Obesity – friend or foe?

How easy is ordering a cooked meal nowadays? A tap of your phone and a mouth-watering dish appears at your doorstep in no time. Even better, we can scoop up any leftovers from a restaurant meal and take them home for later. But, in an era with terrifyingly increasing numbers of obesity and associated health problems, should we be taking a closer look at our eating habits?

What is obesity?

The energy value of food is measured in kilojoules. I’m sure you’ve seen these measurements on the labels of food packages, and heard about their importance in health. What goes in, must (somehow) come out in order to stay a healthy weight. If you’ve snacked out on too much mi goreng or a late night Macca’s run, any surplus energy is, in most cases, stored as fat. What constitutes has a ‘healthy weight’ depends on age, gender, body size, medical conditions and activity levels.

Everything that we put in our body’s must come out. Photo credit Trounce via Wikipedia

We know that obesity kills.

This has led to assumptions that overeating leads to long-term effects that are detrimental to our health. Obesity certainly can contribute to illnesses down the track such as Type II diabetes and hypertension. Yet, in the middle of a field of studies coming through disproving notions that obesity is at the root of a plethora of diseases, one study digs deeper. Published by The New Scientist, it has come forward explaining the theory that eating unhealthily may be causing a defence response from the body, bringing forth obesity as an alternative to other possibly unhealthier effects.

Obesity may be our body’s way of detoxifying cells from fatty meals like this one. Photo credit rawpixel via Unsplash

So, is obesity a good thing?

Well, kind of. Obesity is the body’s alternative to having an excess of fat flowing around in the blood stream. If adipocytes, fat cells, don’t take up the excess fat that they’re specialised for, then other cells of the body will. Additional blood in non-adipose tissue has toxic effects on cells, causing serious damage such as cell death. We can understand why the body wants us to have this safer deposit of fat, but without any exercise burning it off, or with a continual increase in its volume, we can get problems. When adipocytes overfill with fat, symptoms of metabolic syndrome begin to appear. These include increased blood pressure and abnormal cholesterol levels, having potential effects such as a stroke. Burst adipocytes release their contents into the bloodstream, which can accumulate in organs such as the liver and heart, further amplifying metabolic syndrome. Gökhan Hotamisligi, a diabetes and obesity researcher at the Harvard School of Public Health illustrated the phenomenon as being on par with “an oil tanker being hit… unload[ing] toxic cargo”.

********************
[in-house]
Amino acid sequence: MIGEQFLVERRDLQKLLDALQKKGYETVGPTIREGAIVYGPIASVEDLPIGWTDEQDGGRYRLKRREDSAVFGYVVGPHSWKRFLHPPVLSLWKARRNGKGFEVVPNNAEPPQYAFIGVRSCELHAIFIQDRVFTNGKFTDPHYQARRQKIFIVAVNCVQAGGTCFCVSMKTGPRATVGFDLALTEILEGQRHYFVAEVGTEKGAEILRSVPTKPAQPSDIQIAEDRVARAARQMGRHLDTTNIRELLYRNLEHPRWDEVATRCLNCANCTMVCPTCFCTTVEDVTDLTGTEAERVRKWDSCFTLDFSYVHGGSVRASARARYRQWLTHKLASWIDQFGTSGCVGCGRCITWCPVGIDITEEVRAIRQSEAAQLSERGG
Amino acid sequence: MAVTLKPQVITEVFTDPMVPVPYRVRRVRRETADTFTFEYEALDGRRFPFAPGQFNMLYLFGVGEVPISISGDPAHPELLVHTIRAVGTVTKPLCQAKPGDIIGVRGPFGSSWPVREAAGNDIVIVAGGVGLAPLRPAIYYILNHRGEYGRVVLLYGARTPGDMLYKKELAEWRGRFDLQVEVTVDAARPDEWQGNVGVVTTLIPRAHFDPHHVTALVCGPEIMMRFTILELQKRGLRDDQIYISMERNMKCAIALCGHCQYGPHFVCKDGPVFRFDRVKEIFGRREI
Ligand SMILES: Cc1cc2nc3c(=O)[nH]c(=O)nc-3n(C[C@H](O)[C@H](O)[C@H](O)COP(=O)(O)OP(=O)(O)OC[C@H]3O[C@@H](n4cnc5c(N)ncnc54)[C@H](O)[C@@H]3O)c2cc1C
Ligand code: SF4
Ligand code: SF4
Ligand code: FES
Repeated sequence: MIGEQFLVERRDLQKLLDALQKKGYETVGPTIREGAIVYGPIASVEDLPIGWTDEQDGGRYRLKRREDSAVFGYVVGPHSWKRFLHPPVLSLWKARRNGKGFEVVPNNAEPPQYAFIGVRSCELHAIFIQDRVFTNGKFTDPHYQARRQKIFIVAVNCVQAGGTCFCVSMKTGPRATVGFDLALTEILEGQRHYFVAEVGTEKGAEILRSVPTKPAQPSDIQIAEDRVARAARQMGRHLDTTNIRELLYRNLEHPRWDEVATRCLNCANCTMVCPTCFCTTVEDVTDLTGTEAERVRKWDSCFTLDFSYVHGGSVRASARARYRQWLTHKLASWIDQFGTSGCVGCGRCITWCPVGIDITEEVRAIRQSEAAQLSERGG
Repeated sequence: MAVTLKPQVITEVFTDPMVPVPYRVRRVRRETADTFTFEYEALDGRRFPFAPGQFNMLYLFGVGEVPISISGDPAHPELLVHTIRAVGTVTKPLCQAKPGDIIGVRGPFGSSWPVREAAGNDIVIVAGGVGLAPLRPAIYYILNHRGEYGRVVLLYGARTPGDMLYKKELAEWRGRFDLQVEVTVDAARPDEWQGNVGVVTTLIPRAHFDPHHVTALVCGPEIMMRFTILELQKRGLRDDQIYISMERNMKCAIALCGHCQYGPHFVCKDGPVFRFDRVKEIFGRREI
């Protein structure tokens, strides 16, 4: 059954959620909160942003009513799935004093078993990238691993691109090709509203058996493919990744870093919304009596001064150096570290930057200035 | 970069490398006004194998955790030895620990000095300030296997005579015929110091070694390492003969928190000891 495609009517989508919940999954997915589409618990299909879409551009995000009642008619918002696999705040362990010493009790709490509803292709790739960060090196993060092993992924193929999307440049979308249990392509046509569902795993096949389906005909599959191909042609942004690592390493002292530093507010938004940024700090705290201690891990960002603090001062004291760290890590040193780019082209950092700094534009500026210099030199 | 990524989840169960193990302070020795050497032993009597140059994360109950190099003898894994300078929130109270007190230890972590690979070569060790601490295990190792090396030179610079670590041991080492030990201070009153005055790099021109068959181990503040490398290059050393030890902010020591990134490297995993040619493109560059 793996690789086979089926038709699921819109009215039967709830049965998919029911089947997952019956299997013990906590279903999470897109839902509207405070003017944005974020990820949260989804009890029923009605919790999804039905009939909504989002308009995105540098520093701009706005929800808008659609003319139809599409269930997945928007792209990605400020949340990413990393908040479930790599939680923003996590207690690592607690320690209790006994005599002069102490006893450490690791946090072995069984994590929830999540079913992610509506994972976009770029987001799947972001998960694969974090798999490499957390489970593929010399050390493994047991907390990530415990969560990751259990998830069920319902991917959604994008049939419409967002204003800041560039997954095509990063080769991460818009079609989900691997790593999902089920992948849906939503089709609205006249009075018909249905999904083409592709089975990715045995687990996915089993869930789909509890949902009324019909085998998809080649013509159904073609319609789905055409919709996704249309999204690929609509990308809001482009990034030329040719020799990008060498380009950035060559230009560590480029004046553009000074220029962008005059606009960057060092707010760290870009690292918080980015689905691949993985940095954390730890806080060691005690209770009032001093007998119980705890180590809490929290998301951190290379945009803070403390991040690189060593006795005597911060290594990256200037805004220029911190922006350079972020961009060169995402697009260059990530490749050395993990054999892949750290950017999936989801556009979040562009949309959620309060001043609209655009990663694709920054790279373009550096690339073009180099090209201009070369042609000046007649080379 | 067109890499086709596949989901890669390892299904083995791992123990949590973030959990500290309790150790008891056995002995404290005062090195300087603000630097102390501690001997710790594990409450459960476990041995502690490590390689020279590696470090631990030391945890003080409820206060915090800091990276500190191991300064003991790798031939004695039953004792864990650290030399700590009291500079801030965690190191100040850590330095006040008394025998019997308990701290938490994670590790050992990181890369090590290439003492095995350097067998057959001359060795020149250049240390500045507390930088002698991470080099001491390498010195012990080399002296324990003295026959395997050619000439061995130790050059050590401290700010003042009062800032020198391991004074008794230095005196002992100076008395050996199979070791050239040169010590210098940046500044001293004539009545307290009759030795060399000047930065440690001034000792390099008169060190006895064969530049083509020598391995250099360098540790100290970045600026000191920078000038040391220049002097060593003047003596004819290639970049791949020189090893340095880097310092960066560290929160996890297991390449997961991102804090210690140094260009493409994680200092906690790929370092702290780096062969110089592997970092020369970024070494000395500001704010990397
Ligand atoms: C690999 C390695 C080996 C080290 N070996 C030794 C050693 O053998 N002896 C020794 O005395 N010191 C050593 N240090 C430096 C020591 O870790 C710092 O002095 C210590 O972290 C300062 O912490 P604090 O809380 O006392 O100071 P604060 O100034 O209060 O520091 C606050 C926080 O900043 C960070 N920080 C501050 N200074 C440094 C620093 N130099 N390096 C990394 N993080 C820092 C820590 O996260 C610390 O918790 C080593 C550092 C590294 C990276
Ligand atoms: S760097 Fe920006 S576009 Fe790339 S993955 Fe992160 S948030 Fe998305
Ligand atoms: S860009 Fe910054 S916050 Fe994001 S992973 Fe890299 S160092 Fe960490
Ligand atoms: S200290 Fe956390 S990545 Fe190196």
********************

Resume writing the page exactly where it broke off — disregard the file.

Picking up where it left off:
Burst adipocytes, fat cells, are on par with the damaged caused by an oil tanker spill. Photo credit Wikimedia Commons via Wikipedia

Now, a personal attack on eating habits…

The convenience of ‘doggy-bagging’ a meal after you’re too full to finish it during a restaurant outing has been studied for these health reason. Findings suggest that larger ‘leftovers’ sizes causes us to eat more in a subsequent unrelated food consumption undertaking. We’re also less inclined to exercised. Psychological drivers for this occurrence are due to perceived consumption; larger leftovers means a previously smaller consumption is your mind. So, in a subsequent consumption, more is eaten in the wake of feeling better about your previous self, and the reduced inclination to compensate for a larger meal you didn’t think you had.

But, I’m only taking home the rest of a meal I couldn’t finish? Is that really going to kill me?!

An argument can be pulled from this concerning increased portion sizes, another aspect of this issue that has been studied closely. Studies have proven that larger portion sizes leads to a larger bite size from the individual, and a faster eating rate. However, the eating speed is actually about the same as for meals of a smaller size. This all comes together to say that when you eat a larger meal, you eat more food. I don’t know if you’ve noticed, but I certainly have, that meals served in restaurants seem to be getting bigger and bigger. I feel bad for not finishing a deliciously served meal. But, if I take it home and save it for later, I just end up eating it as a midnight snack.

The age of easy eating is upon us. And my word, do I love it! No more 2 minute noodles when the pantry is empty! But we need to remain wary of our psyche as we’re scoffing down our third Uber Eats for the week, as portion sizes won’t change unless we do. Perhaps shared meals should be more common-place, or we should head back to our roots for home-cooked meals more often.